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Thanks to the note ban, he's back!

By Abhijit Lele and Nupur Anand
December 27, 2016 09:20 IST
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Demonetisation impact: Money lenders make a comeback.
Abhijit Lele and Nupur Anand report.

Sukhilala, the greedy moneylender, in the classic film, Mother India.

IMAGE: Sukhilala, the greedy moneylender, in the classic film, Mother India.

While one of the objectives of demonetisation was supposed to create a transparent economy by obliterating black money, it has created a parallel one led by informal money lenders, say bankers.

According to the chief executive of a financial service firm, which has substantial rural business, people who earn their wages in cash tend to purchase food grains and other essential goods on a daily or weekly basis.

With currency notes in short supply in the wake of demonetisation of Rs 500 and Rs 1,000 notes, many of them now receive their wages in a staggered manner.

Such people are forced to buy goods on credit from shops at a premium, says the chief executive cited above, asking not to be identified.

"A person buying goods worth Rs 1,000 would end up paying Rs 1,100 when he makes payment after a month or so. This translates into an interest rate of 10% per month."

Echoing similar sentiments, another public sector bank executive heading the retail operations in western Maharashtra said the rise of money lenders charging such exorbitant rates is an unfortunate reality in some rural pockets.

"The use of digital payments along with improvement in supply of currency notes in the coming months would change the situation for the better," added the executive, who did not wish to be identified.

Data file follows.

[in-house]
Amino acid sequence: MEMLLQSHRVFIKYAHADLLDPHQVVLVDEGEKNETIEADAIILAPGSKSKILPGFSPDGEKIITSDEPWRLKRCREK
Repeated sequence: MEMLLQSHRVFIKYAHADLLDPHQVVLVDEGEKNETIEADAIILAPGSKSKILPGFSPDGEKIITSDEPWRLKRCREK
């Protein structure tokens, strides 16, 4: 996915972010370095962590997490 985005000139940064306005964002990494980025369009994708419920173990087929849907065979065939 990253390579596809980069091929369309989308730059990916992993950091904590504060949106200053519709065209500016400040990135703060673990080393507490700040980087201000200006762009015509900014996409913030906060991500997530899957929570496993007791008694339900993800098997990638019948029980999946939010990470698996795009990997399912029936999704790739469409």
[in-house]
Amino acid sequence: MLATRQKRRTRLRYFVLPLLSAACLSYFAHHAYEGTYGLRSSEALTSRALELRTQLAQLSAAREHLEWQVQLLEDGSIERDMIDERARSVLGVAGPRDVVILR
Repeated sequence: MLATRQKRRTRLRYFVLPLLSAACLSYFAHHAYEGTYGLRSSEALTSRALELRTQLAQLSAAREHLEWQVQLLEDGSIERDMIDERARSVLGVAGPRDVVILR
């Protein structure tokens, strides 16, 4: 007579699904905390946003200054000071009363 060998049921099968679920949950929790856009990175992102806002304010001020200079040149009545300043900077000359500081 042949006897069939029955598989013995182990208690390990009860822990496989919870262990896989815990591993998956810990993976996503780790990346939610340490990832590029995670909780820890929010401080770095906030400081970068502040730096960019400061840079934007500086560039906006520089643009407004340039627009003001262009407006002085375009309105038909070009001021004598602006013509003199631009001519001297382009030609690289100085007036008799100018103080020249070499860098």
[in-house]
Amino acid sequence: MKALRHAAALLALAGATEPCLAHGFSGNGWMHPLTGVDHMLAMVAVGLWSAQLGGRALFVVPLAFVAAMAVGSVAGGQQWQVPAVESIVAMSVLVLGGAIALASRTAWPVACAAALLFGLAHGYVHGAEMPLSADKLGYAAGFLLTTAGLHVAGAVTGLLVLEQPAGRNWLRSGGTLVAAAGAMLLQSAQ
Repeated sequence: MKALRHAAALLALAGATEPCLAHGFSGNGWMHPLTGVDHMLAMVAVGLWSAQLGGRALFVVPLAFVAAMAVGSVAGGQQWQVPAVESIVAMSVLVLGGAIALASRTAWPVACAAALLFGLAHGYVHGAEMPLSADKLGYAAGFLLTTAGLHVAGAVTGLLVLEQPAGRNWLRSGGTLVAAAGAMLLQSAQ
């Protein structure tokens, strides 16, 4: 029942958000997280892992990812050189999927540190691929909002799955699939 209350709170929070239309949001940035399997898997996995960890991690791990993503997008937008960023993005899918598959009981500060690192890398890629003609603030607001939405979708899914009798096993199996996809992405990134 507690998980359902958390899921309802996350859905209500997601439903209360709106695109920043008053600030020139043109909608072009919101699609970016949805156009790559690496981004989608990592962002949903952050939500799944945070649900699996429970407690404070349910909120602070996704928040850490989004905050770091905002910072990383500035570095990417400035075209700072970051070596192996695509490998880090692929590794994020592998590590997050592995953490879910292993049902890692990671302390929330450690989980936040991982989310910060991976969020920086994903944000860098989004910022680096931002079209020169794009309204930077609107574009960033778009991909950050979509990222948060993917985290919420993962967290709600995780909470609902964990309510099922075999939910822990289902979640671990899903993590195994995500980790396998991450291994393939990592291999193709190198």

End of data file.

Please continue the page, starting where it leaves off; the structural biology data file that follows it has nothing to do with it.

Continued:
Another banker with a private sector bank noted that the rise in informal lending channels has come at a time when banks are busy with accepting deposits and disbursing cash.

Experts say the cash shortage will continue for another two months.

Even in urban areas, the cash crunch is forcing people to look at non-bank financial avenues for short-term loans.

As a result, several individuals or small and micro enterprises are now turning to online portals working in the space of peer-to-peer lending.

Under this, one individual can lend money to another without assistance from any financial intermediary.

"After demonetisation, we have seen an uptick in borrowing by about 25% on a month-on-month basis. Also, people looking at investment for giving out loans has also increased significantly," said Bhuvan Rustagi, chief operating officer of Lendbox, a peer-to-peer lending platform.

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Abhijit Lele and Nupur Anand
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